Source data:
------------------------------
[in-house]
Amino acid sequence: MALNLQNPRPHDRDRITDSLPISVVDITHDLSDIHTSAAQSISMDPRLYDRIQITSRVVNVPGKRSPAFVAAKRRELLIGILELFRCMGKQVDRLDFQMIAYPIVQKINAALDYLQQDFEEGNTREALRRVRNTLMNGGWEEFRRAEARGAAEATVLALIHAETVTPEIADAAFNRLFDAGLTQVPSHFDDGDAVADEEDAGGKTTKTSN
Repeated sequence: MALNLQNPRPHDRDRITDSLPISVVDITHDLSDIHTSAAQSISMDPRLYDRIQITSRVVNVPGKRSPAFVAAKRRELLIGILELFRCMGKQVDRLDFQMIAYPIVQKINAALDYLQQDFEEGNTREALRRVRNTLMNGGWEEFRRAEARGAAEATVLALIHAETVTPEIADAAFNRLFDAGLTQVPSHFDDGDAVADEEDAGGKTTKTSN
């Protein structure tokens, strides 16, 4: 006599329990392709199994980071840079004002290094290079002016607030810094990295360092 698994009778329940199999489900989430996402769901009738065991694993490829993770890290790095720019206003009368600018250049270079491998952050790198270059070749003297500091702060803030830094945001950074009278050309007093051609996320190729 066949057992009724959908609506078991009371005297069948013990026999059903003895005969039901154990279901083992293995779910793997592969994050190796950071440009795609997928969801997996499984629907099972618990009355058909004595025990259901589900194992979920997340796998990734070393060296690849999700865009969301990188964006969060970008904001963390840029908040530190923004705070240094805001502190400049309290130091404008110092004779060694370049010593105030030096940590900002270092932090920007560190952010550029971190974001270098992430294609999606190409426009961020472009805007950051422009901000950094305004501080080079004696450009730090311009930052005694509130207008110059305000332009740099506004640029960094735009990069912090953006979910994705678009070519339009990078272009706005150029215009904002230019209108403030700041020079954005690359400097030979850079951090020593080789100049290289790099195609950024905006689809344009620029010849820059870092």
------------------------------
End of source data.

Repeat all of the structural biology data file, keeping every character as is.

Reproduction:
[in-house]
Amino acid sequence: MALNLQNPRPHDRDRITDSLPISVVDITHDLSDIHTSAAQSISMDPRLYDRIQITSRVVNVPGKRSPAFVAAKRRELLIGILELFRCMGKQVDRLDFQMIAYPIVQKINAALDYLQQDFEEGNTREALRRVRNTLMNGGWEEFRRAEARGAAEATVLALIHAETVTPEIADAAFNRLFDAGLTQVPSHFDDGDAVADEEDAGGKTTKTSN
Repeated sequence: MALNLQNPRPHDRDRITDSLPISVVDITHDLSDIHTSAAQSISMDPRLYDRIQITSRVVNVPGKRSPAFVAAKRRELLIGILELFRCMGKQVDRLDFQMIAYPIVQKINAALDYLQQDFEEGNTREALRRVRNTLMNGGWEEFRRAEARGAAEATVLALIHAETVTPEIADAAFNRLFDAGLTQVPSHFDDGDAVADEEDAGGKTTKTSN
């Protein structure tokens, strides 16, 4: 006599329990392709199994980071840079004002290094290079002016607030810094990295360092 698994009778329940199999489900989430996402769901009738065991694993490829993770890290790095720019206003009368600018250049270079491998952050790198270059070749003297500091702060803030830094945001950074009278050309007093051609996320190729 066949057992009724959908609506078991009371005297069948013990026999059903003895005969039901154990279901083992293995779910793997592969994050190796950071440009795609997928969801997996499984629907099972618990009355058909004595025990259901589900194992979920997340796998990734070393060296690849999700865009969301990188964006969060970008904001963390840029908040530190923004705070240094805001502190400049309290130091404008110092004779060694370049010593105030030096940590900002270092932090920007560190952010550029971190974001270098992430294609999606190409426009961020472009805007950051422009901000950094305004501080080079004696450009730090311009930052005694509130207008110059305000332009740099506004640029960094735009990069912090953006979910994705678009070519339009990078272009706005150029215009904002230019209108403030700041020079954005690359400097030979850079951090020593080789100049290289790099195609950024905006689809344009620029010849820059870092």